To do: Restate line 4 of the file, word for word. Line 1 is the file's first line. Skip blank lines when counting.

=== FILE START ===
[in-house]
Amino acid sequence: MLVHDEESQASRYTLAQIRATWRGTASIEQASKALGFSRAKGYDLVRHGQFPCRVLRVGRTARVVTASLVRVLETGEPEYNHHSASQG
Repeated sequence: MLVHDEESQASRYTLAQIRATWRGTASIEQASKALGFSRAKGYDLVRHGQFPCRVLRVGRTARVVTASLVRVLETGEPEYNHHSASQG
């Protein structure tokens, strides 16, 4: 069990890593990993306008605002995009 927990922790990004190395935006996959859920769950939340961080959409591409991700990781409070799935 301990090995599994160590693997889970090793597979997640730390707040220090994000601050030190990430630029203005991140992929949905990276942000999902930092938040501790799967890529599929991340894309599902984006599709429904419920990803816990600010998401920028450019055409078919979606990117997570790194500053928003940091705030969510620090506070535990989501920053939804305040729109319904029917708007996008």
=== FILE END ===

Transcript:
């Protein structure tokens, strides 16, 4: 069990890593990993306008605002995009 927990922790990004190395935006996959859920769950939340961080959409591409991700990781409070799935 301990090995599994160590693997889970090793597979997640730390707040220090994000601050030190990430630029203005991140992929949905990276942000999902930092938040501790799967890529599929991340894309599902984006599709429904419920990803816990600010998401920028450019055409078919979606990117997570790194500053928003940091705030969510620090506070535990989501920053939804305040729109319904029917708007996008």